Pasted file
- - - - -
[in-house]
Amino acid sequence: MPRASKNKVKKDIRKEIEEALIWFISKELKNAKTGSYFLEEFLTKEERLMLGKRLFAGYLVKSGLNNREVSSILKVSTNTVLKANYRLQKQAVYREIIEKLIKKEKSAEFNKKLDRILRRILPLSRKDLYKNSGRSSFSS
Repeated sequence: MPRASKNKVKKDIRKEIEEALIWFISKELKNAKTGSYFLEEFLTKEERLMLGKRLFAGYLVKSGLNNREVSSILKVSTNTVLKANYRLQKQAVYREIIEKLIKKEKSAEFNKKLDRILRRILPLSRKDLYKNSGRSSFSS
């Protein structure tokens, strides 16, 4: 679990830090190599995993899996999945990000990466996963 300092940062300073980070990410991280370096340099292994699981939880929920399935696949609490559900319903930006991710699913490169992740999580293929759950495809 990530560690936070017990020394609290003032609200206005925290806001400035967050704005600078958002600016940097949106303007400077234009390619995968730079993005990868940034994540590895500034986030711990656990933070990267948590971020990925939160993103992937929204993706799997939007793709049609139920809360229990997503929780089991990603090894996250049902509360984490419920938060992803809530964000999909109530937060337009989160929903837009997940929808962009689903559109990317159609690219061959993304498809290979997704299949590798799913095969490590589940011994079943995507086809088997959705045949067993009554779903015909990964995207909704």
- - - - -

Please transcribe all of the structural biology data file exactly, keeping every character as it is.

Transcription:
[in-house]
Amino acid sequence: MPRASKNKVKKDIRKEIEEALIWFISKELKNAKTGSYFLEEFLTKEERLMLGKRLFAGYLVKSGLNNREVSSILKVSTNTVLKANYRLQKQAVYREIIEKLIKKEKSAEFNKKLDRILRRILPLSRKDLYKNSGRSSFSS
Repeated sequence: MPRASKNKVKKDIRKEIEEALIWFISKELKNAKTGSYFLEEFLTKEERLMLGKRLFAGYLVKSGLNNREVSSILKVSTNTVLKANYRLQKQAVYREIIEKLIKKEKSAEFNKKLDRILRRILPLSRKDLYKNSGRSSFSS
């Protein structure tokens, strides 16, 4: 679990830090190599995993899996999945990000990466996963 300092940062300073980070990410991280370096340099292994699981939880929920399935696949609490559900319903930006991710699913490169992740999580293929759950495809 990530560690936070017990020394609290003032609200206005925290806001400035967050704005600078958002600016940097949106303007400077234009390619995968730079993005990868940034994540590895500034986030711990656990933070990267948590971020990925939160993103992937929204993706799997939007793709049609139920809360229990997503929780089991990603090894996250049902509360984490419920938060992803809530964000999909109530937060337009989160929903837009997940929808962009689903559109990317159609690219061959993304498809290979997704299949590798799913095969490590589940011994079943995507086809088997959705045949067993009554779903015909990964995207909704």